Nelson A. Rockefeller
Nelson Aldrich Rockefeller was the third of six children of John D. Rockefeller and Abby Aldrich Rockefeller; he was born on July 8, 1908, in Bar Harbor, Maine. He attended the Lincoln School, a division of the Teachers College of Columbia University. In 1930, he graduated cum laude from Dartmouth College, with a B.A. in economics. A few days after graduating, he married Mary Todhunter Clark, a marriage that produced five children and a divorce in 1962. The next year, Rockefeller was remarried to Margaretta "Happy" Murphy, with whom he had two sons. In 1940, Rockefeller was appointed as head of a new agency for Latin American affairs. He would stay in Washington for the next five years. He returned to Washington from 1953 to 1955, working on foreign affairs, government reorganization, and public policy under President Dwight Eisenhower. In 1958, Rockefeller was elected Governor of New York and was re-elected three times. As governor, he instated a dramatic growth in state services in the areas of transportation, health and welfare, education, environmental protection, and housing. During his tenure, there were substantial tax increases, and the state operated on a pay-as-you-go basis with a balanced budget. Rockefeller denied interest in running for President in 1960. However, he made it clear that if a nomination was made, he would accept it. Despite his initial rejection of running for President, Rockefeller aspired to run in 1964 but his recent divorce and remarriage caused his public popularity to decline, and he lost the Republican nomination to Senator Barry Goldwater. In 1968, Rockefeller was considered a likely choice for the Republican nomination. However, indecision in his campaign caused him to lose an early foothold, and Richard Nixon won the nomination. The 1968 campaign brought an end to Rockefellerâ?‚?™s quest for the presidency.
In 1973, Rockefeller resigned from the governorship and devoted himself to the Commission on Critical Choices for America, which he organized in order to develop national policy alternatives. He returned to the national scene in 1974 when President Gerald Ford nominated him as vice president. After lengthy confirmation hearings, which centered almost exclusively on Rockefeller's sizeable fortune, Congress approved the nomination, and he was sworn in on December 19, 1974. As vice president, he served Ford loyally. He was appointed to head the domestic council and to be chairman of the President's commission on the Central Intelligence Agency ("The Rockefeller Commission"). In the latter role, Rockefeller proved to be a foil to the congressional committees investigating the same abuses, arguing that while what was found was serious, they were not violations of the law. The report issued by the committee ultimately mirrored that of its congressional counterparts, charging the CIA with a myriad of domestic and foreign abuses of power.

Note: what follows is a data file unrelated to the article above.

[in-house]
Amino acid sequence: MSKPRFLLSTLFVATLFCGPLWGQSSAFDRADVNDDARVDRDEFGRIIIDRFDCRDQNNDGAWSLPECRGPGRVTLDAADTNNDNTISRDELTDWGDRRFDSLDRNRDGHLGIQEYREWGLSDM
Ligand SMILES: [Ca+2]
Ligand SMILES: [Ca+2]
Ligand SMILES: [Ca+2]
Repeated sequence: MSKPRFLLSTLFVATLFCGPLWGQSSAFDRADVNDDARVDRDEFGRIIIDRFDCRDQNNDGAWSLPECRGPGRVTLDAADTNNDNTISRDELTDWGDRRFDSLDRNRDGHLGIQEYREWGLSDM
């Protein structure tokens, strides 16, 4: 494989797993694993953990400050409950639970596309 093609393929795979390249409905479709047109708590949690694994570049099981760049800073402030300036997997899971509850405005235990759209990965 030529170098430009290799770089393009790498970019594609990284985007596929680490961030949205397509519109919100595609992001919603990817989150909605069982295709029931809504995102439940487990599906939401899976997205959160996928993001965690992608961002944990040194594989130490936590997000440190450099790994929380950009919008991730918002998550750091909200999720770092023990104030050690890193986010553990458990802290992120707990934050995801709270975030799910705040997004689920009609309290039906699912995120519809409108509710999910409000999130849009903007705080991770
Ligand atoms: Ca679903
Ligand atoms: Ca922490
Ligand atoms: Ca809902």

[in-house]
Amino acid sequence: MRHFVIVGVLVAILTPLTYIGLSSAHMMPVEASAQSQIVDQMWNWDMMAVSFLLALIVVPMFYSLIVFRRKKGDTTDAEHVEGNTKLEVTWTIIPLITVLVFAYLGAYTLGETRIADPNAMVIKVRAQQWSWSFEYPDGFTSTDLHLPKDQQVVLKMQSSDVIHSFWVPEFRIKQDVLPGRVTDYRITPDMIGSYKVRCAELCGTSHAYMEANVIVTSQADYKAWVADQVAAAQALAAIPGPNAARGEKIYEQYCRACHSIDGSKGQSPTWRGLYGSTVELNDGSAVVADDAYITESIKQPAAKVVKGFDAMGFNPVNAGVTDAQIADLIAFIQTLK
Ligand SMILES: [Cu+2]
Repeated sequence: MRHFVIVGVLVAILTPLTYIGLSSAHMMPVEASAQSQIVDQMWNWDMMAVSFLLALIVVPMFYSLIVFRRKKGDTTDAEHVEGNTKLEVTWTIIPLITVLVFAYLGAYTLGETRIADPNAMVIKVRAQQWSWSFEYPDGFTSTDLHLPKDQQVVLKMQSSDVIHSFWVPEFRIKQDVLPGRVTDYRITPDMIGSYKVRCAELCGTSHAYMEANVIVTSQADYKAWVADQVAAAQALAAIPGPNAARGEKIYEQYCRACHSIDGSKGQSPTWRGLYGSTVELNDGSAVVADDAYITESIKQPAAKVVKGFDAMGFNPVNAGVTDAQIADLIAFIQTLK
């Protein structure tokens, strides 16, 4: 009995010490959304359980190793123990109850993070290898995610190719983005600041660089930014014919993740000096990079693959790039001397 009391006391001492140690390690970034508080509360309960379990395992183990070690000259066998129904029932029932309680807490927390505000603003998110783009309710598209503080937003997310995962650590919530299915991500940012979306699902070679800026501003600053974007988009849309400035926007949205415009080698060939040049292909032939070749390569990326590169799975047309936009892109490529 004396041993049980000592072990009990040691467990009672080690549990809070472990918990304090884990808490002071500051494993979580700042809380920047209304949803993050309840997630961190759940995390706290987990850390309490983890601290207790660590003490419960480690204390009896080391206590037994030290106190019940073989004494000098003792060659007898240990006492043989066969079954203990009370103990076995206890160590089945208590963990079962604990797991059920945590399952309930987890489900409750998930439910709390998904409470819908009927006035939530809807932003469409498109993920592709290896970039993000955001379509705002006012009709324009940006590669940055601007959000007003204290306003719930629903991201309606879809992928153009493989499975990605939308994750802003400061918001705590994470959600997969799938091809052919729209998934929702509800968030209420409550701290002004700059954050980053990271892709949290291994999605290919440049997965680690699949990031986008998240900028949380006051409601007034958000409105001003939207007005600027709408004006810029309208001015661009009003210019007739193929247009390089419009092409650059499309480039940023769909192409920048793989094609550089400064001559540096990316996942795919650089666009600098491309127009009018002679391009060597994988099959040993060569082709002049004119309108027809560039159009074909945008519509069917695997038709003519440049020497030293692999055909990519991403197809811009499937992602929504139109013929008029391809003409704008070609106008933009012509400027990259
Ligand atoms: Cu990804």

An outspoken moderate Republican, Rockefeller was anathema to conservatives, who pushed for his removal on the ticket in 1976. Ford finally succumbed to the pressure, asking Rockefeller to step down in favor of Senator Robert Dole of Kansas. Ever the loyalist, Rockefeller not only stepped down, but campaigned for the ticket. Rockefeller retired back to New York to pursue interests in private business, the arts, and politics. On January 26, 1979, Rockefeller died after suffering a heart attack while working at his office in mid-town Manhattan.
Shannon Torgersen contributed to the writing of this entry.